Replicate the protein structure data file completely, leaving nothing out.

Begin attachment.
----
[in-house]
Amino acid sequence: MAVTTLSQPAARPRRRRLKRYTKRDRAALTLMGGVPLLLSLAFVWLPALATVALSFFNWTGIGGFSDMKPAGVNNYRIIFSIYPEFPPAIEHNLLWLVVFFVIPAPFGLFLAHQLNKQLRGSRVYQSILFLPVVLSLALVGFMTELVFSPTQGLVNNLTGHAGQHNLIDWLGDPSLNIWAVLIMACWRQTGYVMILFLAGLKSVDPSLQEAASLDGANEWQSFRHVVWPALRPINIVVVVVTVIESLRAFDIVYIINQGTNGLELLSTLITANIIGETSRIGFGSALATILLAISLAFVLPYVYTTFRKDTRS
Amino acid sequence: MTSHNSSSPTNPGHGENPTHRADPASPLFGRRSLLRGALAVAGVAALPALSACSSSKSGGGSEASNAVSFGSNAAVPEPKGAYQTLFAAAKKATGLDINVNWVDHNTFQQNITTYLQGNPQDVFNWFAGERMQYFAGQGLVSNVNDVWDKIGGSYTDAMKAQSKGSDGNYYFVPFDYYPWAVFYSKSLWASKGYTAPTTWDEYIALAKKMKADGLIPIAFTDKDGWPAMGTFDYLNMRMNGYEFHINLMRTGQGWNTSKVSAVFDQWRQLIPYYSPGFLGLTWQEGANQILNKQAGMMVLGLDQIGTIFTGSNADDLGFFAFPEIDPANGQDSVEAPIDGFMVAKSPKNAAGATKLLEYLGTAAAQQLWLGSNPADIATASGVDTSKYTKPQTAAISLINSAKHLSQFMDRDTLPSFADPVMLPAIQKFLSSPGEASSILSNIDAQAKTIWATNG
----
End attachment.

[in-house]
Amino acid sequence: MAVTTLSQPAARPRRRRLKRYTKRDRAALTLMGGVPLLLSLAFVWLPALATVALSFFNWTGIGGFSDMKPAGVNNYRIIFSIYPEFPPAIEHNLLWLVVFFVIPAPFGLFLAHQLNKQLRGSRVYQSILFLPVVLSLALVGFMTELVFSPTQGLVNNLTGHAGQHNLIDWLGDPSLNIWAVLIMACWRQTGYVMILFLAGLKSVDPSLQEAASLDGANEWQSFRHVVWPALRPINIVVVVVTVIESLRAFDIVYIINQGTNGLELLSTLITANIIGETSRIGFGSALATILLAISLAFVLPYVYTTFRKDTRS
Amino acid sequence: MTSHNSSSPTNPGHGENPTHRADPASPLFGRRSLLRGALAVAGVAALPALSACSSSKSGGGSEASNAVSFGSNAAVPEPKGAYQTLFAAAKKATGLDINVNWVDHNTFQQNITTYLQGNPQDVFNWFAGERMQYFAGQGLVSNVNDVWDKIGGSYTDAMKAQSKGSDGNYYFVPFDYYPWAVFYSKSLWASKGYTAPTTWDEYIALAKKMKADGLIPIAFTDKDGWPAMGTFDYLNMRMNGYEFHINLMRTGQGWNTSKVSAVFDQWRQLIPYYSPGFLGLTWQEGANQILNKQAGMMVLGLDQIGTIFTGSNADDLGFFAFPEIDPANGQDSVEAPIDGFMVAKSPKNAAGATKLLEYLGTAAAQQLWLGSNPADIATASGVDTSKYTKPQTAAISLINSAKHLSQFMDRDTLPSFADPVMLPAIQKFLSSPGEASSILSNIDAQAKTIWATNG